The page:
We do know that Joseph was a carpenter, a working man. He was not rich, for when he took Jesus to be presented in the Temple he could afford only the sacrifice of two pigeons allowed only for those who could not afford a lamb. Other things we know of Joseph: He came from the house of David, the greatest King of Israel. He was also a compassionate and caring man in his care for Mary and Jesus. Joseph was a man of faith, obedient to God without knowing the outcome. We know Joseph loved Jesus and respected the commands of God the Father. Even though we know but little about Joseph, we know enough for our own imitation of him in many areas of our own lives.

St. Joseph is the Patron Saint of the dying, since we assume that he died with Jesus and Mary close by him. He is also the Patron of the universal Church, fathers, carpenters and social justice.

St. Joseph, pray for us.

Fr. Howard


Friday of the Third Week of Lent 
Mark 12: 28-34

In today’s Gospel reading one of the Scribes came to Jesus and asked him, “Which is first of all the commandments?” In answer Jesus quoted the “Shema, Israel,” “Hear, O Israel”from the Book of Deuteronomy. We call this the Great Commandment: Love of God and Love of Neighbor. Actually this Greatest of all the Commandments includes all the rest of the Commandments. All of them fit in one of the two categories of the Great Commandment.

Today’s Gospel is from St. Mark and this is the sum total of what Mark says about the Great Commandment. In Luke’s Gospel, after Luke quotes the Great Commandment (Luke 10: 25-28), he immediately gives us the Parable of the Good Samaritan (Luke 10: 29-37) and the story of Jesus’ visit to Martha and Mary’s home (Luke 10: 38-42).

The story of Martha and Mary explains to us how we “love the Lord, your God, with all your heart, with all your being, with all your strength, and with all your mind.” In a word, we do this by listening attentively to his words and then putting them into practice. And the parable of the Good Samaritan, of course, tells us how to love our neighbor as we love ourselves.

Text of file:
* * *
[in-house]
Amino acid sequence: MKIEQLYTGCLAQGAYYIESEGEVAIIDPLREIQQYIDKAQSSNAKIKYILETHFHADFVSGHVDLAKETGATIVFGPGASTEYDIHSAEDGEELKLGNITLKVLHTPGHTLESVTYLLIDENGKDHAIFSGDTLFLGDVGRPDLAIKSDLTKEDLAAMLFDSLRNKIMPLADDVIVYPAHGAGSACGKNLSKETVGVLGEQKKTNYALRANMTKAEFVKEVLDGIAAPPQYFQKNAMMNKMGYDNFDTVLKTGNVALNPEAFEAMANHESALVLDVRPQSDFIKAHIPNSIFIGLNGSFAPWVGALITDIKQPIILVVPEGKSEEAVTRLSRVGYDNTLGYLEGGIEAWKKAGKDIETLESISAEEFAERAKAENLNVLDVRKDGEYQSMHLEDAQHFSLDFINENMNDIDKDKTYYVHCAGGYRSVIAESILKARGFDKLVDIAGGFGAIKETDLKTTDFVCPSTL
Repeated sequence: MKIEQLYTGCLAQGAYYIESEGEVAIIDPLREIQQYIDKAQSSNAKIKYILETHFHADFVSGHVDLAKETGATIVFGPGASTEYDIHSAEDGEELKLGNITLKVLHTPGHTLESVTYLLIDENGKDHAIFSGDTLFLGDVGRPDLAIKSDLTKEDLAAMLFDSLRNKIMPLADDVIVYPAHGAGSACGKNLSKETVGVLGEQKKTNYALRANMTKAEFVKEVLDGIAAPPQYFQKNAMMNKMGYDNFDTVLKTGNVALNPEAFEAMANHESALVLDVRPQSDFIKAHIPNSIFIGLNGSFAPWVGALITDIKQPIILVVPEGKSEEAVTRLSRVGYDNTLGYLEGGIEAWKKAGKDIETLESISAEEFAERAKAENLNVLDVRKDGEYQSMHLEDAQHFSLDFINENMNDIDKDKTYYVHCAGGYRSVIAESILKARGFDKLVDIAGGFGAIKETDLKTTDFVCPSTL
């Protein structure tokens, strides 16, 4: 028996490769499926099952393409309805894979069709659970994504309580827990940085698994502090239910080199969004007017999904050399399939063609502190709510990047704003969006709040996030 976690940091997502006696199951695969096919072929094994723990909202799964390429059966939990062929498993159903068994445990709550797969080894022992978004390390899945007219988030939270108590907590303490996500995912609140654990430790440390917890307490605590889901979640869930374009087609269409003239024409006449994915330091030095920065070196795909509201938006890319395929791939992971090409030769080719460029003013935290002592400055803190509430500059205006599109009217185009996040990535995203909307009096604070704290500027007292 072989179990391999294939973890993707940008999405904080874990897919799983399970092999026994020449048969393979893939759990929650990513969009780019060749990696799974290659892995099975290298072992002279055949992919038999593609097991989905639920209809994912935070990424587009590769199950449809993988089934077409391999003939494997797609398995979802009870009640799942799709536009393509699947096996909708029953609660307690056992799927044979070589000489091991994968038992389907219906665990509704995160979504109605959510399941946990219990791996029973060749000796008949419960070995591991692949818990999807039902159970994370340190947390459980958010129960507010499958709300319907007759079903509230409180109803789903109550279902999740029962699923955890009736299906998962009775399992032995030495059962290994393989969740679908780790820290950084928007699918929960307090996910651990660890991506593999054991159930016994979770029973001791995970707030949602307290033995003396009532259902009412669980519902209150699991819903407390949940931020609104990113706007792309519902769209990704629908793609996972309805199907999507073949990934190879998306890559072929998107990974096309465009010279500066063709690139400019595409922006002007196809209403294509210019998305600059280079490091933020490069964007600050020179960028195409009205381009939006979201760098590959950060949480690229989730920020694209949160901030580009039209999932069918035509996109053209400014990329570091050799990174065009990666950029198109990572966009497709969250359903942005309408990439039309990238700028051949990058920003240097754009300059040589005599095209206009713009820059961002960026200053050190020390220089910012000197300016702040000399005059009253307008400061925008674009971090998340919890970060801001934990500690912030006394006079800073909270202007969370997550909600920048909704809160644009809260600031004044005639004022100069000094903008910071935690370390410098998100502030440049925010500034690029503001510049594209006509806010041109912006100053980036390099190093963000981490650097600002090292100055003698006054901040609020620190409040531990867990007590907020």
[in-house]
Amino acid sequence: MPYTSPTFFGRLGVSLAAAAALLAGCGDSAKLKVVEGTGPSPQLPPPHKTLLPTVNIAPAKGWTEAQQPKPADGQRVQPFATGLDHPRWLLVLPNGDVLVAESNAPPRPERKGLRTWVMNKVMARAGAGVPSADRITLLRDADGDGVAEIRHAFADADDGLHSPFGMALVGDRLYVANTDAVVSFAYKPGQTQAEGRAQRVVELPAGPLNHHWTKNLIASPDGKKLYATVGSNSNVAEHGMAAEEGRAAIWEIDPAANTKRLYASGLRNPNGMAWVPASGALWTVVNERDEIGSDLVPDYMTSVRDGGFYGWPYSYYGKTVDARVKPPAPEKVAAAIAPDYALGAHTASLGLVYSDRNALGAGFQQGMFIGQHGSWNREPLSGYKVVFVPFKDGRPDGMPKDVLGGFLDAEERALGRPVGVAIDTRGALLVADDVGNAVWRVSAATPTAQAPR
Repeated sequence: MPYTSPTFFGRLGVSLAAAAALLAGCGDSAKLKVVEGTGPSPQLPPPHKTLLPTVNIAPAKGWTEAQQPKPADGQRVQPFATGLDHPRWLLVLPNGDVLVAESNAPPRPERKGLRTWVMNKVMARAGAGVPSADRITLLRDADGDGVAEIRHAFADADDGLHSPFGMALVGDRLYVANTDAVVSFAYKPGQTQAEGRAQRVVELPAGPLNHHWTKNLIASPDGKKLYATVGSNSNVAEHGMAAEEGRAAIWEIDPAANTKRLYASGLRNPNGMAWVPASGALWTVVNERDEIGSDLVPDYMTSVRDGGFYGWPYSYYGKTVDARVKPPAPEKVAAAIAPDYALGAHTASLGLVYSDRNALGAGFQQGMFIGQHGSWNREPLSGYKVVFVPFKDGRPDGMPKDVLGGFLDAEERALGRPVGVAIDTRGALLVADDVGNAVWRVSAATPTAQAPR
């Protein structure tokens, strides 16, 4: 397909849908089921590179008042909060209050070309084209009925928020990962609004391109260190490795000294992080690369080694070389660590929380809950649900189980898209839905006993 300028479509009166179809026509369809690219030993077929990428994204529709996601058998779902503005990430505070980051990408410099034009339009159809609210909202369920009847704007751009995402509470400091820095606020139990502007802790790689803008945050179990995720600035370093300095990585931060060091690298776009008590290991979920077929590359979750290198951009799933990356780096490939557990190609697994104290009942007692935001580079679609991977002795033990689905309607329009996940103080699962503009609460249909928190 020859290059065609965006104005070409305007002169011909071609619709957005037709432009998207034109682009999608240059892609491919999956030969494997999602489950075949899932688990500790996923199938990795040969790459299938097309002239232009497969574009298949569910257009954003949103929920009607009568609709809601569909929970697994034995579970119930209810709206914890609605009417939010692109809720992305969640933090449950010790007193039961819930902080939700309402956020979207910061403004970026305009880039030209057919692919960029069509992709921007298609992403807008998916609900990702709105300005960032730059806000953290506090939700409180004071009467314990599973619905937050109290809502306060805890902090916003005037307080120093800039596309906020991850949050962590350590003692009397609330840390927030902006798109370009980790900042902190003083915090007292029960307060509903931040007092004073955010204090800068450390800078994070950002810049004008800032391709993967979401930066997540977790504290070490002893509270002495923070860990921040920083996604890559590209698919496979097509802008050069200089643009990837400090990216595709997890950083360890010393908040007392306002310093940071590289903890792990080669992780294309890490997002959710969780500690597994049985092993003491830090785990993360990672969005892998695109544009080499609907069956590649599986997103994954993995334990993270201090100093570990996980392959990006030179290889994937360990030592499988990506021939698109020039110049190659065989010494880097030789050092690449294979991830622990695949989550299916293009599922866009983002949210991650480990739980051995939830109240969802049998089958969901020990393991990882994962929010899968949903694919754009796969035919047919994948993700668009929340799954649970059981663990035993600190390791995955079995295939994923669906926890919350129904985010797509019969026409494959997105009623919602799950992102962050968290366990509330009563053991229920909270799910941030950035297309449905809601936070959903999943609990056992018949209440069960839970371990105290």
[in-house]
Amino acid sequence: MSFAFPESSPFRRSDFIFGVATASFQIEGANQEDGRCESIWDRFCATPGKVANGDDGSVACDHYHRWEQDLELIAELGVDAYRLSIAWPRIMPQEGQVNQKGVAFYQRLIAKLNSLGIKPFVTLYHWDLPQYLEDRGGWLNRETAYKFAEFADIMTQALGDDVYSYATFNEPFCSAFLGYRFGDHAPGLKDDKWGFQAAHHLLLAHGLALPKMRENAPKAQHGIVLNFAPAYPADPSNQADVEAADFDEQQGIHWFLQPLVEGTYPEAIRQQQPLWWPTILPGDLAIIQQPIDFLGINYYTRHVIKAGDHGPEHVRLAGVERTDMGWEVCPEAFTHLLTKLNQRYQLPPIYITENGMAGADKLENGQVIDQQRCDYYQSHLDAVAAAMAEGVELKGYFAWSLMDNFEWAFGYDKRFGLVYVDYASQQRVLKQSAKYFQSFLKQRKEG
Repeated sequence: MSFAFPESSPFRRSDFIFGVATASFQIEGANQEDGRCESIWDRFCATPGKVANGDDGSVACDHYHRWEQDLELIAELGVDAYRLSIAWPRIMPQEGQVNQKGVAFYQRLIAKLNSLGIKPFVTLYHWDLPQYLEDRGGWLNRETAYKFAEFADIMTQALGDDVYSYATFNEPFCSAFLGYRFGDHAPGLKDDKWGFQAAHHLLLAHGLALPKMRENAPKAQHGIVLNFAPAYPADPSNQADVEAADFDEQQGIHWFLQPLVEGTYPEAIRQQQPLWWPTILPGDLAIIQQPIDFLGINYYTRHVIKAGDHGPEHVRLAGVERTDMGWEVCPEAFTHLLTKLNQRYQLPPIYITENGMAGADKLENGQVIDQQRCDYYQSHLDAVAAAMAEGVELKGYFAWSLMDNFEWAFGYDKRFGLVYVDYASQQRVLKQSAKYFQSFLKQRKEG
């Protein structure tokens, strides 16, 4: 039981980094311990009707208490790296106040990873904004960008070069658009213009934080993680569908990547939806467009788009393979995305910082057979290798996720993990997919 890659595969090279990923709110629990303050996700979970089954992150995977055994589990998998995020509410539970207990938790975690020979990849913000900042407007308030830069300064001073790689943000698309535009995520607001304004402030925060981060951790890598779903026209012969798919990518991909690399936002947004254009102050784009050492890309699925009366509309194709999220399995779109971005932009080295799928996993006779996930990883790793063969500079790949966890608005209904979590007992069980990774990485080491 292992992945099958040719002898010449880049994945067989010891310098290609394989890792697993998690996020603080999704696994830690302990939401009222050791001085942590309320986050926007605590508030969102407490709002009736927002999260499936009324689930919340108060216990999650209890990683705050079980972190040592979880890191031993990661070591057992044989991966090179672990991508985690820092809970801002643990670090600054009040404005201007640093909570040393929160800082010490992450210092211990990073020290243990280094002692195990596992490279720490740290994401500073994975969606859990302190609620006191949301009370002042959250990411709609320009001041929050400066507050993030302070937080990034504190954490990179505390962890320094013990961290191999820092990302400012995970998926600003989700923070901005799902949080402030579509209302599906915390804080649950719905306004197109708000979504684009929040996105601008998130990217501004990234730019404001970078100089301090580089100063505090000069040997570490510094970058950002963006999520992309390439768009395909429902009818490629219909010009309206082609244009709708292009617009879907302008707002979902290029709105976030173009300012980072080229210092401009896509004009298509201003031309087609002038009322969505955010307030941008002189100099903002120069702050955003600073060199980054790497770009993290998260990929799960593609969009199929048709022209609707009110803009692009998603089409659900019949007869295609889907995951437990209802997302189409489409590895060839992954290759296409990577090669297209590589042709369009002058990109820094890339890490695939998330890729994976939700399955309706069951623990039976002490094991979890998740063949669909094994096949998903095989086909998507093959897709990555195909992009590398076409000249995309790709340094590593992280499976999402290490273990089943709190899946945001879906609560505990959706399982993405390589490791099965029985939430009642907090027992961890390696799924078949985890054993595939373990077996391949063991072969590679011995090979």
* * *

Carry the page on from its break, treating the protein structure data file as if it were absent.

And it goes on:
Having read this marvelous Lenten Gospel, let’s take the time to read Luke’s rendition of the Great Commandment and the Parable and Story which follow. This, plus a bit of meditation, makes a great Lenten prayer.

Fr. Howard


Saturday of the Third Week of Lent
Luke 18: 9-14

“For everyone who exalts himself will be humbled, and the one who humbles himself will be exalted.”

Most of us have found these words working in our own lives from time to time and have found them to be very true: Everyone who exalts himself will be humbled. When we go around exalting ourselves, humiliation is not too far behind.

I remember this happening to me one time on a golf course. Four of us, all pretty good golfers, were out for 18 holes and suddenly found ourselves behind a foursome of women. They were having a good time, but of course they didn’t hit the ball as far as we did and were slowing up our progress. We tried to let them know we would like to play through with little success. Finally we caught up to them on a tee and I asked them if we could play through and promised them we would not hold them up. They finally said yes, and stood there watching the expert. I teed off and hooked the ball over some railroad tracks, into a lake and out of bounds.

Everyone who exalts himself shall be humbled. A word to the wise is sufficient.

Fr. Howard